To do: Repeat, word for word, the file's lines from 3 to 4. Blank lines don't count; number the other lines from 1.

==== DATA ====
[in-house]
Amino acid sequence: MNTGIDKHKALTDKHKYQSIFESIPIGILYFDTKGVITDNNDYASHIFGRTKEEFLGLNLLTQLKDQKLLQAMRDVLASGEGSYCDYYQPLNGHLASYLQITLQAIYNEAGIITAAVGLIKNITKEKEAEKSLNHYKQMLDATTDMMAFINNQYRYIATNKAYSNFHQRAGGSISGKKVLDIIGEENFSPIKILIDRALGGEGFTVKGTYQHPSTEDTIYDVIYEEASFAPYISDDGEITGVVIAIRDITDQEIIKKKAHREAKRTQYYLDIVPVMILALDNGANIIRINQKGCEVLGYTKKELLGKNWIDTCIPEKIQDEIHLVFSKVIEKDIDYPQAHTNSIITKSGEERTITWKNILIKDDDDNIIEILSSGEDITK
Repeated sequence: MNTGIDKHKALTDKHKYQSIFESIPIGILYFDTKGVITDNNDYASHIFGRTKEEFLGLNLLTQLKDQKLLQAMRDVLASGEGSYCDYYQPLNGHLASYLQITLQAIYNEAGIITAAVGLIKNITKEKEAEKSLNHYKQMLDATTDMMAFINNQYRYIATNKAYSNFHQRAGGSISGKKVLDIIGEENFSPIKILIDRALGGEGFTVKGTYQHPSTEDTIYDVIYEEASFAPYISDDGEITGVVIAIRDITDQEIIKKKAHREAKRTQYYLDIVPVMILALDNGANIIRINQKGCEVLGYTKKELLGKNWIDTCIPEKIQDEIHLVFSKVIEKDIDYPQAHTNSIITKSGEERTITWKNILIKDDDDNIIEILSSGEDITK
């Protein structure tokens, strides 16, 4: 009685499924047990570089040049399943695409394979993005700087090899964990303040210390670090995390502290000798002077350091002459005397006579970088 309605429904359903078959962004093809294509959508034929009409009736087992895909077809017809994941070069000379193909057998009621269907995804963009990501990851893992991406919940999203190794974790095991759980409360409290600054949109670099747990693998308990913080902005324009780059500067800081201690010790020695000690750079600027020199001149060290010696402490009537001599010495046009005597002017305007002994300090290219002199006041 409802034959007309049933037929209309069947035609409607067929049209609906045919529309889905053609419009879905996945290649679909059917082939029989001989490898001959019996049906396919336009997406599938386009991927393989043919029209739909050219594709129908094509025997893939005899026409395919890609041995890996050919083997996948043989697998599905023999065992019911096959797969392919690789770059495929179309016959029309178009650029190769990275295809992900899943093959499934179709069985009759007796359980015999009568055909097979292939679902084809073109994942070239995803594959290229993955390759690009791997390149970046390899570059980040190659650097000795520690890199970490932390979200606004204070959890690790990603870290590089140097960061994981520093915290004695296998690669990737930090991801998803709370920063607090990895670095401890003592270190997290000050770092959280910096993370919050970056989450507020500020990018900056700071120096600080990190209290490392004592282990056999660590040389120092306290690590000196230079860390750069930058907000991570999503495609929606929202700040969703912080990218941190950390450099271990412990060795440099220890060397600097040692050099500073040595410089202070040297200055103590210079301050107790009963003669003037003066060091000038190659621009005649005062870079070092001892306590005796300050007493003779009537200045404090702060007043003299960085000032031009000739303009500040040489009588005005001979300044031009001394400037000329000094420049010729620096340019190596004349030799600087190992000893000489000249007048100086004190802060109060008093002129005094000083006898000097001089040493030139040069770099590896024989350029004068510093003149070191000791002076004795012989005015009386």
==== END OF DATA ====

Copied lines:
Repeated sequence: MNTGIDKHKALTDKHKYQSIFESIPIGILYFDTKGVITDNNDYASHIFGRTKEEFLGLNLLTQLKDQKLLQAMRDVLASGEGSYCDYYQPLNGHLASYLQITLQAIYNEAGIITAAVGLIKNITKEKEAEKSLNHYKQMLDATTDMMAFINNQYRYIATNKAYSNFHQRAGGSISGKKVLDIIGEENFSPIKILIDRALGGEGFTVKGTYQHPSTEDTIYDVIYEEASFAPYISDDGEITGVVIAIRDITDQEIIKKKAHREAKRTQYYLDIVPVMILALDNGANIIRINQKGCEVLGYTKKELLGKNWIDTCIPEKIQDEIHLVFSKVIEKDIDYPQAHTNSIITKSGEERTITWKNILIKDDDDNIIEILSSGEDITK
């Protein structure tokens, strides 16, 4: 009685499924047990570089040049399943695409394979993005700087090899964990303040210390670090995390502290000798002077350091002459005397006579970088 309605429904359903078959962004093809294509959508034929009409009736087992895909077809017809994941070069000379193909057998009621269907995804963009990501990851893992991406919940999203190794974790095991759980409360409290600054949109670099747990693998308990913080902005324009780059500067800081201690010790020695000690750079600027020199001149060290010696402490009537001599010495046009005597002017305007002994300090290219002199006041 409802034959007309049933037929209309069947035609409607067929049209609906045919529309889905053609419009879905996945290649679909059917082939029989001989490898001959019996049906396919336009997406599938386009991927393989043919029209739909050219594709129908094509025997893939005899026409395919890609041995890996050919083997996948043989697998599905023999065992019911096959797969392919690789770059495929179309016959029309178009650029190769990275295809992900899943093959499934179709069985009759007796359980015999009568055909097979292939679902084809073109994942070239995803594959290229993955390759690009791997390149970046390899570059980040190659650097000795520690890199970490932390979200606004204070959890690790990603870290590089140097960061994981520093915290004695296998690669990737930090991801998803709370920063607090990895670095401890003592270190997290000050770092959280910096993370919050970056989450507020500020990018900056700071120096600080990190209290490392004592282990056999660590040389120092306290690590000196230079860390750069930058907000991570999503495609929606929202700040969703912080990218941190950390450099271990412990060795440099220890060397600097040692050099500073040595410089202070040297200055103590210079301050107790009963003669003037003066060091000038190659621009005649005062870079070092001892306590005796300050007493003779009537200045404090702060007043003299960085000032031009000739303009500040040489009588005005001979300044031009001394400037000329000094420049010729620096340019190596004349030799600087190992000893000489000249007048100086004190802060109060008093002129005094000083006898000097001089040493030139040069770099590896024989350029004068510093003149070191000791002076004795012989005015009386």